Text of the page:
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Parent’s Guide to Children’s Dental Crowns

Does your kid need a crown? This guide will provide you with essential information so that you fully understand the reasons we place dental crowns and what to expect during and after crown placement.

A children’s dental crown is much like an adult crown, only smaller. Crowns, also called caps, are dental restorations that reinforce a tooth’s damaged structure. For a cracked or decayed tooth (one with a cavity), crowning the tooth restores health, appearance, function, and comfort.

In today’s blog, the Children’s Dental Zone team in Johns Creek, GA, will educate you on many aspects of dental crowns and provide answers to the most common questions parents ask regarding children’s dental crowns.

If you have questions or would like to schedule an exam for your child, call us at 770-777-1222. Our board-certified pediatric dentists provide gentle, effective dental treatment for children of all ages, while keeping parents informed and educated on their child’s oral health.  

Now, let’s dive in!

Frequently Asked Questions About Pediatric Dental Crowns

If your questions are not sufficiently answered by the time you complete reading this article, give us a call. We’re always eager to help parents understand pediatric oral health and hygiene.

Who needs a dental crown?

If the dentist recommends a crown for one or more of your child’s teeth, your child likely has developed tooth decay, a cavity, or a tooth has become fractured, which simply means cracked or broken.

Why does my child have cavities?

For generations, parents have warned children about the result of eating too much candy and soda: cavities. The warnings are valid. Sugar feeds bacteria and demineralizes teeth, prepping them for an onslaught from S. mutans, an oral bacteria that causes cavities. 

Beginning in 1945, American communities introduced fluoride into tap water because this interesting mineral has the power to attract other tooth-enamel-strengthening minerals. However, today many kids drink only bottled water, so they miss out on the benefit of fluoride.

Children’s cavities are most often caused by poor oral hygiene practices. Every human should brush twice a day and thoroughly floss once a day. If brushing isn’t thorough, bacterial plaque builds up. Add to this decaying food particles wedged between teeth, and you have a perfect recipe for tooth decay.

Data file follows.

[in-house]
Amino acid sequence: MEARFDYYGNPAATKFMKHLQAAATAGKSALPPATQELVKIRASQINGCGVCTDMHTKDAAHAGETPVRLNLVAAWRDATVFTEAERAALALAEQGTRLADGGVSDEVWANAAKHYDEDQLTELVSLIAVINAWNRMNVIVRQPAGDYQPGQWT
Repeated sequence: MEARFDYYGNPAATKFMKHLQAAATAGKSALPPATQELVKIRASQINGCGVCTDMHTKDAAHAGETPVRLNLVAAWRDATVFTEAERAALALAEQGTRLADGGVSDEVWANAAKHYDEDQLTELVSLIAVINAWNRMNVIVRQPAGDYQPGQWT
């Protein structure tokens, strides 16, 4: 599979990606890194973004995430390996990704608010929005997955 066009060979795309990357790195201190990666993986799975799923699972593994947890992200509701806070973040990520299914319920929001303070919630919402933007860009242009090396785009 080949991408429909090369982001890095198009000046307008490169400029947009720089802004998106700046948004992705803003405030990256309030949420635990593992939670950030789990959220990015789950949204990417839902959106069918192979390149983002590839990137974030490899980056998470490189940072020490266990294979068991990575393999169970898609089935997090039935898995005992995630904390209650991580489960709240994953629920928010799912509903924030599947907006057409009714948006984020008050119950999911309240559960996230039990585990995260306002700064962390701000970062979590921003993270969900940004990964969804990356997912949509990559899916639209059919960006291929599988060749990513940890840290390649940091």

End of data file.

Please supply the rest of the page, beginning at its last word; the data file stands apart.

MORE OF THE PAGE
Tips for reducing the potential for cavities in kids:

  • Drink tap water, not just bottled water
  • Avoid sodas, sports drinks, and other sugary beverages
  • Use an athletic mouthguard for sports 
  • Never allow a child to go to sleep with a bottle or cup filled with anything but water (including no milk or formula)

Oral hygiene routine for kids:

  • A soft-bristled toothbrush will protect enamel from scratching
  • Parents should brush and floss their child’s teeth until the child is four years old
  • Parents should supervise daily hygiene results until a child is around age eight
  • Kids eight and older need periodic checks by parents to ensure good brushing and flossing
  • Kids older than three years should use fluoridated toothpaste
  • Kids three and younger should use non-fluoridated toothpaste
  • Children can use regular dental floss or a small, disposable, pre-threaded flosser
  • First, floss in the morning
  • Next, brush thoroughly
  • Brush again before bed

Why is my child’s tooth cracked?

The enamel coating baby teeth is not as durable as an adult’s tooth enamel. A child may crack a tooth by chewing on hard objects or foods, by using teeth as tools to cut or pull with, or through an injury like a fall or blow to the face.

A crack or chip in a tooth creates an imperfection that’s more prone to decay. Bacteria will enter the tooth through the fault and, in some cases, infect the tooth from the inside.